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The Indonesian nation is intrinsically connected with and immensely reliant upon its coasts and oceans. As the largest archipelagic country on earth with 13,487 islands and 95,200 kilometers of coastline, the second-longest in the world after that of Canada, the sea accounts for around two-thirds of Indonesian national territory.
All citizens, whether they reside in the country’s farmlands or mountains, in the cities or along the coast, affect and are affected by the sea.
Indispensable to life itself, Indonesia’s coastal and marine ecosystems also contribute significantly to the nation’s prosperity and overall quality of life.
Last year, the coastal and ocean economic sectors including capture fisheries, aquaculture, energy and mineral resources, marine tourism, sea transportation and maritime industries and services contributed about 30 percent to the country’s GDP and employed more than 20 million people.
Our grocery stores and restaurants are stocked with seafood. Our ports are bustling with passenger ferries and seaborne cargoes. Approximately 45 percent of the world’s goods and commodities are transported through Indonesian waters.
Millions of visitors annually flock to the nation’s beaches, creating jobs and contributing substantially to the region’s economy through one of the world’s largest and most rapidly growing economic sectors, namely coastal and marine tourism. Indonesian coasts and seas also provide a vast expanse of commerce, trade, energy and mineral resources, and a buffer for security.
For the last three decades some 65 percent of Indonesia’s total oil and gas production have been tapped from reserves located in coastal and offshore areas.
The total value of Indonesia’s coastal and ocean economy is approximately $1,200 trillion.
Those tangible and quantifiable contributions are just one measure of the value of the nation’s coasts and oceans.
There are many even more important attributes that cannot be given a price tag, such as global climate control, life-support functions, cultural heritage and the aesthetic value of the coasts and oceans with their intrinsic power to relax, rejuvenate and inspire.
Atmospheric interactions within Indonesia’s area dictate climate and weather, and ocean currents regulate the earth’s global temperature. Spreading of the underlying seafloor creates towering mountains, deep undersea trenches, such as West Sumatra and South Java trenches and Banda Sea, and active hydrothermal vents that abound with unique marine organisms.
The atmosphere is enriched with oxygen we breathe, and depleted CO2 functions as a carbon-sink to halt global warming.
Indonesian coasts and seas host the largest biological diversity on earth with huge potential for pharmaceutical products, biofuel, and raw materials for other industries; and are a frontier for exciting exploration, research and education.
The Indonesian seas teem with life millions of years in the making, from the tiniest of microscopic bacteria to the largest of living creatures, the blue whale, dependent on the ocean’s bounty of phytoplankton, seaweed, seagrass beds, coral reefs and mangroves.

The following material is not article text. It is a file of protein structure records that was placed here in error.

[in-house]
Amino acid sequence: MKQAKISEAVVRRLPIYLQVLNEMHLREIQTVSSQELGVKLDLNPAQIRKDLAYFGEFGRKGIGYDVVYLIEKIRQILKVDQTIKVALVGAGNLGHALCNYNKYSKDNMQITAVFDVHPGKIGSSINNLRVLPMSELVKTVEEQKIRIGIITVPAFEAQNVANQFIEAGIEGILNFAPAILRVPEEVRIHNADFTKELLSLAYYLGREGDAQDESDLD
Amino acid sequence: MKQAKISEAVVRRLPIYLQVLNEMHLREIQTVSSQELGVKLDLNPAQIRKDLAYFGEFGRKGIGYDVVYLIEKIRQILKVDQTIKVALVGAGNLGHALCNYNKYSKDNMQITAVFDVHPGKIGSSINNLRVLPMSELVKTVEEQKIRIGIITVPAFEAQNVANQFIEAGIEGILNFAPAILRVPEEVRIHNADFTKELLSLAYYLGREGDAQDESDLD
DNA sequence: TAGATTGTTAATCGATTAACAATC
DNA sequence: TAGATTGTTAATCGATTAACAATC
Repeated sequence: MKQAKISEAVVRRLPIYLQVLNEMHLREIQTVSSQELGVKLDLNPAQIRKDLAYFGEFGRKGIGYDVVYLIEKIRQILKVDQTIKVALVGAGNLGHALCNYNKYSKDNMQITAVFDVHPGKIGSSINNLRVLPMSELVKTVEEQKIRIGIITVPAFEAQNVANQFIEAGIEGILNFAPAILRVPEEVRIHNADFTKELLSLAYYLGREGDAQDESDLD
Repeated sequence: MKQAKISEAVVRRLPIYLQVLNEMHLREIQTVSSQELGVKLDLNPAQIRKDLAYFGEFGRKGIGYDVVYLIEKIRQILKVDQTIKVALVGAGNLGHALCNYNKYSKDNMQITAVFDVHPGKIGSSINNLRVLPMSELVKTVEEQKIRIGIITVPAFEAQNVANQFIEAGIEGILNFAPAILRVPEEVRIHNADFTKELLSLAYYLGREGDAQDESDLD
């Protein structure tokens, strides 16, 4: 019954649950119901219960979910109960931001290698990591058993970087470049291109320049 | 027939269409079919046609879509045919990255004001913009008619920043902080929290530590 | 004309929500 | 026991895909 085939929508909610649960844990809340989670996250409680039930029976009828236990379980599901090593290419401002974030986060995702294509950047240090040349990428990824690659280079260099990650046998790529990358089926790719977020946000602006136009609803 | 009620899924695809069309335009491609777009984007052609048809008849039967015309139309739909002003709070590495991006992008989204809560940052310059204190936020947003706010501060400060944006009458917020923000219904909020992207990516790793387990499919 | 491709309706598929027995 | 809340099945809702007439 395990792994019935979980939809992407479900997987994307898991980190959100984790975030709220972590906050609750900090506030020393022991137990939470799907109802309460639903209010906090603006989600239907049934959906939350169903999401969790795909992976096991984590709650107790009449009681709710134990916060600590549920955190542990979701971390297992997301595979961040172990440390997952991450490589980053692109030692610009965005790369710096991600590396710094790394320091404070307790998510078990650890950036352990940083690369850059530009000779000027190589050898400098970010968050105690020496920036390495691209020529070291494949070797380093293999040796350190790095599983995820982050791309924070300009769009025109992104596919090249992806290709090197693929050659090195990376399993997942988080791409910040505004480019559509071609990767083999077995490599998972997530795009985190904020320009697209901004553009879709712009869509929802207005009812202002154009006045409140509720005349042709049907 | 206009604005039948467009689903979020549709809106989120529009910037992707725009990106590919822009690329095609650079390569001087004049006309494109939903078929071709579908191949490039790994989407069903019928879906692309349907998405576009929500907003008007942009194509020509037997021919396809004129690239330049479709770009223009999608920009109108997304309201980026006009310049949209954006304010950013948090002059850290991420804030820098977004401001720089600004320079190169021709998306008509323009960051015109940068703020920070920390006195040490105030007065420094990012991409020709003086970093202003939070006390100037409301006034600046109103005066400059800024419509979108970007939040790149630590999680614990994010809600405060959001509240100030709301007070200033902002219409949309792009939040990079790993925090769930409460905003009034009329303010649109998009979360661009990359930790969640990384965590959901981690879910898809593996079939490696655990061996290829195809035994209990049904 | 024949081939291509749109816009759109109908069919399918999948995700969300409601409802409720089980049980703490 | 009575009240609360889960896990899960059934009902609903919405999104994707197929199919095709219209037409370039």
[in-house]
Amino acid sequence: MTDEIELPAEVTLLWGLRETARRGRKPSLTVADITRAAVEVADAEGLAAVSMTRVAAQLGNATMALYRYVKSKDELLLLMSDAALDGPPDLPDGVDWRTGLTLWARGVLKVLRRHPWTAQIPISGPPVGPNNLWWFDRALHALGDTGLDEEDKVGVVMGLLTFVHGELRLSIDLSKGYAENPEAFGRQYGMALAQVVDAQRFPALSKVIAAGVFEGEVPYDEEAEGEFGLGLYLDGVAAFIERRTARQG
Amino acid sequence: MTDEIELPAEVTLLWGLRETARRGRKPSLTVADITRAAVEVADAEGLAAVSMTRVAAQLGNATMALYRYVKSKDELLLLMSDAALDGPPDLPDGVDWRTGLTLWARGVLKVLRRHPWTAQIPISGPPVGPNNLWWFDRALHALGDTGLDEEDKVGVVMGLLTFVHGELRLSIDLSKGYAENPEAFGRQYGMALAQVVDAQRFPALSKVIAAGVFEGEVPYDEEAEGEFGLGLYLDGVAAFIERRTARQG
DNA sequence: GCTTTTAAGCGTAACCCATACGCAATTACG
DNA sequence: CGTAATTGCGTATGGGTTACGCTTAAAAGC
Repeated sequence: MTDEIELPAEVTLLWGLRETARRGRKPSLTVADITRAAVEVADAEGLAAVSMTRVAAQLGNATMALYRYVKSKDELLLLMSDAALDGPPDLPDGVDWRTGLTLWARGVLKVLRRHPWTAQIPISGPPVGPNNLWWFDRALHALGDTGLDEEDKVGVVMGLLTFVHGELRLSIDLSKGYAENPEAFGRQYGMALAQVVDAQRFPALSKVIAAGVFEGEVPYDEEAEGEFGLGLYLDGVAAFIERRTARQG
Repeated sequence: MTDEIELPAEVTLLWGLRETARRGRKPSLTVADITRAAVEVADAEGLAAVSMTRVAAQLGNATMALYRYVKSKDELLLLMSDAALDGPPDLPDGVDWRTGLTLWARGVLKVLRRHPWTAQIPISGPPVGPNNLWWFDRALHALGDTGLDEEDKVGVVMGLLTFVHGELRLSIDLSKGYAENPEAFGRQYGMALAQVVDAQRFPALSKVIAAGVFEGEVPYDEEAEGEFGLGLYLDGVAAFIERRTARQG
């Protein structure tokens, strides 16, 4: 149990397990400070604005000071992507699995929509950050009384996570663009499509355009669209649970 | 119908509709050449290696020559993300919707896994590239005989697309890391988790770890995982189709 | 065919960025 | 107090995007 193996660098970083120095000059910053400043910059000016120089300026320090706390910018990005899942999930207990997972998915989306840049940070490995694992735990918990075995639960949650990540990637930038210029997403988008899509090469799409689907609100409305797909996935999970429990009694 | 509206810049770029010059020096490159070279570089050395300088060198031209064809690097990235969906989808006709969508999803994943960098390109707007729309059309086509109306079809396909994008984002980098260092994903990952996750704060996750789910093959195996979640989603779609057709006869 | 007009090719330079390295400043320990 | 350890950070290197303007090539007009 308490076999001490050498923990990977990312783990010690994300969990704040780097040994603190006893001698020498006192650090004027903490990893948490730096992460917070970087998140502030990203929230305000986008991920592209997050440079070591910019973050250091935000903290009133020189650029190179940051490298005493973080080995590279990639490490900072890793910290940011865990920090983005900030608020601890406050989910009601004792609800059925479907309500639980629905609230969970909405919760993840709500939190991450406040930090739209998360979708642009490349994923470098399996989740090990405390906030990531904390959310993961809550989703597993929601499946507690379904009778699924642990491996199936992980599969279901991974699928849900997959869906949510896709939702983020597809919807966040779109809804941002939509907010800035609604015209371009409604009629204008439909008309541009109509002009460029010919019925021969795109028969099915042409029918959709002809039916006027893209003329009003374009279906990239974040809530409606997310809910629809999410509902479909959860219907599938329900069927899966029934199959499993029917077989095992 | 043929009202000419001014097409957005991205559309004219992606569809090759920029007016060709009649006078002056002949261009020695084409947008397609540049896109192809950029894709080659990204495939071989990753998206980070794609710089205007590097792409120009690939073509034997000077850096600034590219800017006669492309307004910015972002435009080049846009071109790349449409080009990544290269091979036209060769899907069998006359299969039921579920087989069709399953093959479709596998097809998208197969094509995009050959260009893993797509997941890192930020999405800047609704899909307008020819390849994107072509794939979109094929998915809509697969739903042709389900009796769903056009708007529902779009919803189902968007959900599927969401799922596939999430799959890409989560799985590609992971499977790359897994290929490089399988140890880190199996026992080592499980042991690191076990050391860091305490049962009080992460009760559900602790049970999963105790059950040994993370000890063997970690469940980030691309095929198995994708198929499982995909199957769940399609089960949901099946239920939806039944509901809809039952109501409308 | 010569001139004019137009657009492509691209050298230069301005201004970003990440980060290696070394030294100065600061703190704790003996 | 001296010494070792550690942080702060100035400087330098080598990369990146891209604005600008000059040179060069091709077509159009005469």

In short, the importance of Indonesia’s coasts and seas cannot be overstated. They are pivotal to the very existence and well-being of not only the nation but also global society.
Unfortunately, our use and enjoyment of the coasts, oceans and their resources come at a cost, and we
are only discovering the full extent of the consequences of our destructive activities. The majority of fish stocks in many marine areas have already been either fully exploited or overfished.
This is especially true in areas with high concentrations of domestic fishermen including the Straits of Malacca, the North Coast of Java, the South Coast of Sulawesi, and the Bali Strait; and in areas where IUU (illegal, unregulated and unreported) fishing practices by foreign fishermen are rampant, such as the Natuna Sea, Sulawesi Sea, Arafura Sea and the Indonesian Exclusive Economic Zone of both the Indian and Pacific Oceans.
Marine pollution, beach erosion, physical degradation of coastal habitats (estuaries, mangroves, seagrass beds and coral reefs) and depletion of biodiversity as a result of indiscriminate land- and marine-based human activities in highly populated coastal zones or development activities, such as Medan, Batam, along the north coast of Java, the south coast of South Sulawesi and Bali, have reached a level which threaten the sustainable capacity of coastal and marine ecosystems to support further economic development and human life itself.
Such a threatened condition could be aggravated by the negative impact of ongoing global climate change including increases in sea temperatures, rising sea levels and extreme weather.
The writer is professor in coastal and ocean management, Bogor Agricultural University.